Now the guns are finally silenced after 53 years of conflict in Colombia, the Marxist Farc, formerly one of the most powerful and feared groups in the world, want to have a professional team
11 October 2017 | Carl Worswick| The Guardian
“A six-hour drive south of the Colombian capital, Bogotá, across scorched plains and through twisting passes stretched along high Andean peaks, a dozen men kick a battered football across a strip of land clogged with mud and stones.
On the sidelines a man slumped in a wheelchair clatters his prosthetic leg against the frame. A woman standing beside him howls at the referee. She is clutching a rabbit. A rifle peeps from the bundle of white fur.
As the rain begins to lash down, the mad kick-and-rush played at breakneck speed continues unabated. It’s an ugly spectacle and yet, for the 200-strong crowd in this war-weary corner of Colombia, the aesthetics are not a primary concern. Most are here to witness the first stuttering steps in a remarkable and historic transformation: that of the world’s first professional football team made up of former guerrilla fighters.
A year ago everybody was still at war but last November a peace deal was signedwith the government and the western hemisphere’s longest-running conflict was brought to an end. For the left-wing Fuerzas Armadas Revolucionarias de Colombia guerrilla group, or Farc, the Marxist struggle has since taken a new direction and football is playing a leading role.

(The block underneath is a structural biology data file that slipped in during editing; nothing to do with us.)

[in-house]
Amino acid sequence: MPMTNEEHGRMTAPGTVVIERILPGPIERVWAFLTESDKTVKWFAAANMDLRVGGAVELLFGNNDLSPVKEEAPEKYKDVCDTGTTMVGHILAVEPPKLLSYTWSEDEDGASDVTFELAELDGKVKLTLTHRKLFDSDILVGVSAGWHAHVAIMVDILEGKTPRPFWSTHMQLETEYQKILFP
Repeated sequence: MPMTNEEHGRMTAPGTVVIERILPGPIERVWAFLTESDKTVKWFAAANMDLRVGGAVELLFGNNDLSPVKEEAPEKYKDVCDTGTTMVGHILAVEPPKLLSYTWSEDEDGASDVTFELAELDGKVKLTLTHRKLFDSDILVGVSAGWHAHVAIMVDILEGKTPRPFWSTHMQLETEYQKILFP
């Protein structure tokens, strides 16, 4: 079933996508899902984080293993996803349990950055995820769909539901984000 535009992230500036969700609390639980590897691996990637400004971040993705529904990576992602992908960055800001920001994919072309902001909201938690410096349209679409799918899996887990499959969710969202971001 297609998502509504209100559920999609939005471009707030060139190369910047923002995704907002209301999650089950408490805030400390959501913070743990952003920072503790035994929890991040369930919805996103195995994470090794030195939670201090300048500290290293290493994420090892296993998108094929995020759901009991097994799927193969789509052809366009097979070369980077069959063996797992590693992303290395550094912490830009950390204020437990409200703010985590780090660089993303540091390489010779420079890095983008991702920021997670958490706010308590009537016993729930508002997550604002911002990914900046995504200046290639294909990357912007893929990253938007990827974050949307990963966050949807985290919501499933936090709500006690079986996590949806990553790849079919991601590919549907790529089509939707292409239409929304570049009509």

“Football has always been very popular within the Farc and so we decided to start our own professional team,” Jeison Yepes says. “Everybody’s excited, we’re all talking about it.”
Yepes is the president of the Farc’s sports committee at the Mesetas camp, one of 26 temporary installations set up under the watch of the United Nations to facilitate the reintegration back into civilian life of more than 7,000 Farc members.
Weekend tournaments hosted throughout Colombia at different Farc camps have helped get former guerrilla fighters involved in sport and tap into a burning enthusiasm for football. These events are also serving to identify potential players.
“There are 16 teams playing in this tournament and so the idea is to start looking at talented players with a view to selecting one or two for regional trials,” Yepes says. “The very best from every region will go on to form the team.”
Hundreds of miles south-west in the war-plagued Cauca region, it’s a similar story. Every weekend over the last several months, male, female and kids’ teams have been competing in Farc-organised tournaments. Perhaps most importantly after five decades of war these sporting events are also helping to heal wounds and bring communities together.
“The Farc have several teams competing here at La Elvira but we also have sides from local Afro-Colombian communities, indigenous teams and mixed sides made up of the Farc and civilians,” says a former combatant Julian Caballero, who was once on the books of the top-flight Colombian team Deportivo Cali. “Some of the players on my team travel eight hours every weekend to be here.”